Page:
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For months, con artist Alan Conway (John Malkovich, in a tour de force performance) pretends to be one of the greatest directors of all times—Stanley Kubrick. Conway doesn't know anything about the director or his films, but that doesn't prevent him using and abusing the credibility of those who think they are close to the mythical and discreet filmmaker. Sly and hilarious, this is a fascinating take on impostors, genius and celebrity, inspired by the true story of a man who pretended to be Kubrick during the making of Eyes Wide Shut. Richard E. Grant and Marisa Berenson co-star. Both the writer (Anthony Frewin) and the first-time director (Brian Cook) were longtime Kubrick assistant.

 Color Me Kubrick

My boss, Stanley Kubrick, said to me, "It's that First World War thing-—the Rule of Three!," and indeed it was. That was how it started. The first call we got saying that someone was going around London impersonating SK was an "accident" (we could ignore it). The second call a little while later was a "coincidence" (still ignore it). The third call and then it was most certainly "enemy action"! There was an impersonator, no ifs or buts.

I'd always been fascinated by con-men, fraudsters, impostors and their like so when Stanley asked me to research whoever was doing this and put a file together, I was cock-a-hoop. "Be discreet and be exhaustive, Tony, and I want you knocking on coffins if need be!"

The culprit was a semi-educated but artful shady predatory gay ex-travel agent in North London who neither looked like Stanley nor sounded like Stanley named Alan Conway ("An aptly Nabokovian name," said SK). He had a petty criminal record about six blocks long that covered cheque kiting, fraud, embezzlement, burglary and similar and, not infrequently, importuning in gents lavatories.

We subsequently learnt that Conway knew virtually nothing about Stanley and had only seen "a bit" of a couple of his films and that he "didn't much care for them." This prompted Stanley to say, "What an ingrate! He steals my identity and yet my films aren't good enough for him!"

So, how did Conway hoodwink so many people for so long? How did he convincingly present himself as one of the world's most famous directors while knowing almost nothing about his subject? There was, of course, his own chutzpah but there was also a secret ingredient he could factor in that virtually guaranteed success. What was this ingredient? It was celebrity!

Rational, intelligent people seemed to jettison their reason when Conway-as-Kubrick arrived. Indeed they did. They were touching the hem of fame, of celebrity!

I built up a big fat file on Conway. I spoke to dozens of his "victims" and researched his background. I knew more about him than he did himself. Stanley presented the file to his lawyers and several weeks and thousands of dollars later was told that there was basically nothing he could do about Conway. Yes, he could go to court and seek an injunction against Conway, but in order to do that he had to establish to the court's satisfaction that Conway was, indeed, doing what he accused him of doing. In order to do that we would have to get the "victims" to stand up in court and say, "Yes, I was conned by Conway." Well, it was bad enough being conned by Conway, but are you going to admit it to the whole world? Thus the reluctance from the potential witnesses. Stanley said he was still determined to get his own back on Conway. "How?," I asked. "Easy," he replied, "I'm going to go around pretending I'm him!" Testimony indeed to SK's humour.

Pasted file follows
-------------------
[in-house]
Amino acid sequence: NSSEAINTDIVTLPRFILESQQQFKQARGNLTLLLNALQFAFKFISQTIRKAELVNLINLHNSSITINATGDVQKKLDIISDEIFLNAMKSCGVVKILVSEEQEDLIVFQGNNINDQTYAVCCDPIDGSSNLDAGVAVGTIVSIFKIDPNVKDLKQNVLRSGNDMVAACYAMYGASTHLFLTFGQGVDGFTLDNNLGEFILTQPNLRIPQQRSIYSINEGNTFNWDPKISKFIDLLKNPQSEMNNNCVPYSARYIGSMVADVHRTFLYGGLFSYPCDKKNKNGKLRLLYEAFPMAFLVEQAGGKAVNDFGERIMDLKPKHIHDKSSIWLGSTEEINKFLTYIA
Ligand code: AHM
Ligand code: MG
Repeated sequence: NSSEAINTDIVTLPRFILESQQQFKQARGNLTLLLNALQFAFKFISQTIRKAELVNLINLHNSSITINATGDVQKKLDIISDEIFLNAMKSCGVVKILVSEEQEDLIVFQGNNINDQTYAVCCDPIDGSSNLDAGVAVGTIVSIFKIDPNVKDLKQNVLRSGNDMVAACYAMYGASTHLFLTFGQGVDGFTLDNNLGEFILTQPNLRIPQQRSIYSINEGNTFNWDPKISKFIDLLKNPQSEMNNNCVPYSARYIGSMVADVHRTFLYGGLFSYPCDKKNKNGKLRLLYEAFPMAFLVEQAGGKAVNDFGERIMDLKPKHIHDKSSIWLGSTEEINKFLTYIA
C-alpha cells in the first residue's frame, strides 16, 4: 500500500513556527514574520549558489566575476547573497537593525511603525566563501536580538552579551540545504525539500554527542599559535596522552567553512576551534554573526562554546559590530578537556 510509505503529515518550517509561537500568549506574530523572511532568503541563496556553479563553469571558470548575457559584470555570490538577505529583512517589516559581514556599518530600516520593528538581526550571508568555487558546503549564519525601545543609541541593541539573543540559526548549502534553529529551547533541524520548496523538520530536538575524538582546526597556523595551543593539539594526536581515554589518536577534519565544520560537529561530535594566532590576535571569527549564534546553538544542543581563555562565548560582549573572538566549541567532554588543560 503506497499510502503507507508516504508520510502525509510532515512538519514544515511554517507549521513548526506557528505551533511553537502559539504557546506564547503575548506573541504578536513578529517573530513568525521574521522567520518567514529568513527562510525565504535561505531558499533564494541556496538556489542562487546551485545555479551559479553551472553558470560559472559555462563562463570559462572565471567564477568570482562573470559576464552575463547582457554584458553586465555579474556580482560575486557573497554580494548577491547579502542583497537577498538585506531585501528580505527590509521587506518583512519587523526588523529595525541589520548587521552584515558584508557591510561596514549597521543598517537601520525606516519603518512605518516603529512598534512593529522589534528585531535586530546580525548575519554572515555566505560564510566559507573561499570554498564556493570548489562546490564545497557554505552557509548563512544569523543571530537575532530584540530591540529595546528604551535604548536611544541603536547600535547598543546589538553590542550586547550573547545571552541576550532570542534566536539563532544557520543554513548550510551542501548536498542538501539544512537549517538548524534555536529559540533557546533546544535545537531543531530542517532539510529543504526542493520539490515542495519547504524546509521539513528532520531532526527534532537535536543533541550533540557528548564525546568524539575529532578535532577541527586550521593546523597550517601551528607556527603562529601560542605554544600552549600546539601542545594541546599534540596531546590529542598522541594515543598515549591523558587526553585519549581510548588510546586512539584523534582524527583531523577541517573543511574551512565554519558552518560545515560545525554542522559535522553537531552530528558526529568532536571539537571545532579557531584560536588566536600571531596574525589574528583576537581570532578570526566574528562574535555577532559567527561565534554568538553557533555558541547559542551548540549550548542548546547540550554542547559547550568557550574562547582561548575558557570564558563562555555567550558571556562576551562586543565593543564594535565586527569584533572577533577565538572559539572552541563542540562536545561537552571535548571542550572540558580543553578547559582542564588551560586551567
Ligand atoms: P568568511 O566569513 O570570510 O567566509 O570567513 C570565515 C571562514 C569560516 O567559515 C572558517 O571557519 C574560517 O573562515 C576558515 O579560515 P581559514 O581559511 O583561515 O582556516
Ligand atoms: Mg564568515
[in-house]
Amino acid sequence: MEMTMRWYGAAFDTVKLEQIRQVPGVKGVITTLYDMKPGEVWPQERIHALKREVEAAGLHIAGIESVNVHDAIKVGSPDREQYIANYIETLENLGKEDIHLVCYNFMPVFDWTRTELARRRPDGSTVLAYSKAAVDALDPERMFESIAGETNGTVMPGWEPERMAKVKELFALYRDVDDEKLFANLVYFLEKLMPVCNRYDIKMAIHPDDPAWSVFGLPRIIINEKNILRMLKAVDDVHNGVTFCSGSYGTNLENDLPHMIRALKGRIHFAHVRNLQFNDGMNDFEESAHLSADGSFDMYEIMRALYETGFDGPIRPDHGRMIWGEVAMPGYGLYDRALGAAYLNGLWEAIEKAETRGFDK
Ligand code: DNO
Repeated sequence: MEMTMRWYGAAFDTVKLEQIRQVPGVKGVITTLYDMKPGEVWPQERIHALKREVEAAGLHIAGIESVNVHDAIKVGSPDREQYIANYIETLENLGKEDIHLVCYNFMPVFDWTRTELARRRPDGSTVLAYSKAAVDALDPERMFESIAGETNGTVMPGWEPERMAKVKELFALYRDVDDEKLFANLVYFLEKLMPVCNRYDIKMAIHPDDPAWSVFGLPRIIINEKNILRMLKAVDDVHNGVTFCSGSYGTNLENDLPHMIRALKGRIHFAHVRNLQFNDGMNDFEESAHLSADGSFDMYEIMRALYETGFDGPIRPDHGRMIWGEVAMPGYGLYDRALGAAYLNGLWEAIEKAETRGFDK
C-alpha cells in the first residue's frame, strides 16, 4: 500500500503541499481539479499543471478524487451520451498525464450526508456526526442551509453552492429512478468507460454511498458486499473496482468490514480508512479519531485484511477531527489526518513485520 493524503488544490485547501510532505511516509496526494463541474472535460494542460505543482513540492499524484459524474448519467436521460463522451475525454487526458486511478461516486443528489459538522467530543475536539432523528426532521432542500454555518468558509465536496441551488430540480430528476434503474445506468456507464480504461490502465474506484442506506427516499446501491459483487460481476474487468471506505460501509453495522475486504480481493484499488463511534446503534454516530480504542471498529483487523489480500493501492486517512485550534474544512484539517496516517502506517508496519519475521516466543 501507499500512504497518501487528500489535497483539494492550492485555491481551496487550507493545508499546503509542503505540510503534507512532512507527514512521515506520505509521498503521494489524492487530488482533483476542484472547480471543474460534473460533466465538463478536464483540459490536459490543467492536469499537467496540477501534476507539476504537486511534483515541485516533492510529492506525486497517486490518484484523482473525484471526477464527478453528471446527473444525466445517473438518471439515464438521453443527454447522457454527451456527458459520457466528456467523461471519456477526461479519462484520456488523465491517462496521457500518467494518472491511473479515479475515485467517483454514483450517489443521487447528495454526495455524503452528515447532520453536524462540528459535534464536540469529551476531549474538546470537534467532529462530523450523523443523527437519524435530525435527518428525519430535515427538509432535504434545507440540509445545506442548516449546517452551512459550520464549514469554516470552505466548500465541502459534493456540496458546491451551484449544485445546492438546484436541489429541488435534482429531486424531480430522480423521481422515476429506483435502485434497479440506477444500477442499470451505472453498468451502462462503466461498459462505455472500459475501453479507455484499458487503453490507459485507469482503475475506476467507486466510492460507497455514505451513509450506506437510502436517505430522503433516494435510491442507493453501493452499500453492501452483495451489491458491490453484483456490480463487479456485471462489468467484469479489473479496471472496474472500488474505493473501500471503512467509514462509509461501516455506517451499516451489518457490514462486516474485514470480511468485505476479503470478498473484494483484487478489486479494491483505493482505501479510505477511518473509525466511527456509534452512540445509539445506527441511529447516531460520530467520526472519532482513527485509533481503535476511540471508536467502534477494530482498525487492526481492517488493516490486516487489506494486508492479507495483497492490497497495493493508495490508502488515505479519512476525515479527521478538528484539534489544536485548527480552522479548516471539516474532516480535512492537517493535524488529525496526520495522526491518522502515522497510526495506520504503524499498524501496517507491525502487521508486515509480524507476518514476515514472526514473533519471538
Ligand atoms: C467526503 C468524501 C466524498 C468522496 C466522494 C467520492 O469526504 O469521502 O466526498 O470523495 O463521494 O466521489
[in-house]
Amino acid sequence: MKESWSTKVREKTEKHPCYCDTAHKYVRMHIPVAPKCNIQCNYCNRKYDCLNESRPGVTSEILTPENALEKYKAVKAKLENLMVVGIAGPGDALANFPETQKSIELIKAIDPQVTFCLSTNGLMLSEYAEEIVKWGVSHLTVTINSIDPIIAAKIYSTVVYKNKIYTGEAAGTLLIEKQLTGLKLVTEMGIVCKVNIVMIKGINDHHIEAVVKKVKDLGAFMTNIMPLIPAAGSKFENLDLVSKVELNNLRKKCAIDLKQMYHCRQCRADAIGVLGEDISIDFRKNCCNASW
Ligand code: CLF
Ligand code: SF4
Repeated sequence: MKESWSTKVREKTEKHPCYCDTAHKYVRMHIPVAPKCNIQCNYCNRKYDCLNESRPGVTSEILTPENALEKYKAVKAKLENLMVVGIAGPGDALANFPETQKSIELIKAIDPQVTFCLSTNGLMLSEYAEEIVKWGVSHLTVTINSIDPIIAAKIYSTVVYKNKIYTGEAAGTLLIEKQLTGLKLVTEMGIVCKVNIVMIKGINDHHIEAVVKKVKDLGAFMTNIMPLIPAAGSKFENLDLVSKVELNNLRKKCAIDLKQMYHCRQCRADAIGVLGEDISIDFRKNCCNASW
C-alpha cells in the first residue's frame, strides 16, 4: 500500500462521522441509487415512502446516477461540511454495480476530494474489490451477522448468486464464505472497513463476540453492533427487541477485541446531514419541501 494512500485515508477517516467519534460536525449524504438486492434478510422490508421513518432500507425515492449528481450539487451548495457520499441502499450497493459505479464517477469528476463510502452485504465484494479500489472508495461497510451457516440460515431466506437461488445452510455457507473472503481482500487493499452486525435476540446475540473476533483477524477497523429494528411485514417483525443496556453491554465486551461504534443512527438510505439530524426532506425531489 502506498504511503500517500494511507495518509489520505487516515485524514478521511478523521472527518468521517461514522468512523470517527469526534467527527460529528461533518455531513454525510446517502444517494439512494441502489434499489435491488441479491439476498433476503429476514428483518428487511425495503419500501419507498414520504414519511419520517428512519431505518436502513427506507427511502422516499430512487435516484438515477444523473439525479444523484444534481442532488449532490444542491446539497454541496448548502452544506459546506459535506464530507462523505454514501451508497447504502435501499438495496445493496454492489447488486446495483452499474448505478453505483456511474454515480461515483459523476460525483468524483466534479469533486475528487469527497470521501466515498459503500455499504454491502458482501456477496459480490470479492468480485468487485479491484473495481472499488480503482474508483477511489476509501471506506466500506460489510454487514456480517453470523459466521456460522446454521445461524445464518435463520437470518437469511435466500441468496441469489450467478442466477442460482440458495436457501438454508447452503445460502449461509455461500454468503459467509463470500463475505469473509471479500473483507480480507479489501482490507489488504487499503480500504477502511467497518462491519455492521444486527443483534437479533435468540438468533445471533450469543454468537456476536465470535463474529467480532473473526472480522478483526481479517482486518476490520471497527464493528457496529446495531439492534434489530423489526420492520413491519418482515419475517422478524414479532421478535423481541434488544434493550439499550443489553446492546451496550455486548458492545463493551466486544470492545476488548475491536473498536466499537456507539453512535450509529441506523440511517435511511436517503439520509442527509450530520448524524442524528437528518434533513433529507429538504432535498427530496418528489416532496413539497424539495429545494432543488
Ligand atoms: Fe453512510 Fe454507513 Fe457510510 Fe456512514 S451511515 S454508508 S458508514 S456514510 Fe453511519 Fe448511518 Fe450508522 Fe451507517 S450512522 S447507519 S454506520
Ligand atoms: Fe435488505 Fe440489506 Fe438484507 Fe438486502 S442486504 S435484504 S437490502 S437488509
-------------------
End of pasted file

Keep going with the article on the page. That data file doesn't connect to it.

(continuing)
However, events were unfolding elsewhere that resulted in a cessation of Conway's fraudulence. He had co-signed a legal document in SK's name for the lease on a gay bar in central London. Banks and lawyers were suspicious and the police were called in. As soon as Conway got wind of this he feigned mental illness and got himself admitted to a psychiatric ward at his local hospital. Once the prosecuting services heard about this, the legal proceedings were abandoned and we heard no more of Conway's activities.

All of this was going on during the pre-production and shooting of Stanley's last film, Eyes Wide Shut.

I looked at the file I had put together and was just about to deep-six it in a filing cabinet when I decided this material was too good to consign to oblivion. So I wrote as an "exercise" a screenplay based upon the material and then deep-sixed that and the original file and forgot all about it.

It wasn't until after Stanley's death some years later that I came across the screenplay. I gave it to Christiane, Stanley's widow, in the hope that she might find it an amusing read. The following day she said, "Why don't you make it into a movie?" She said she had no objections.

A few weeks later I saw Brian Cook, who Stanley regarded very highly. Brian had started with him as assistant director on Barry Lyndon (1975) and had done several other films with him, including Eyes Wide Shut on which he was AD and co-producer. Brian loved the script and gave it to John Malkovich, who also loved it and now you have the film itself. As director, Brian has done a marvelous job bringing Conway to the screen and John Malkovich's performance is, I think, of Oscar-winning magnificence.

And what would Stanley have thought of the picture? When Brian and I eventually catch up with him in the hereafter I'm sure he's going to say to us, initially anyway, "Didn't you guys learn anything from me?" But I know he'll be proud of us if for no other reason than we actually made a film.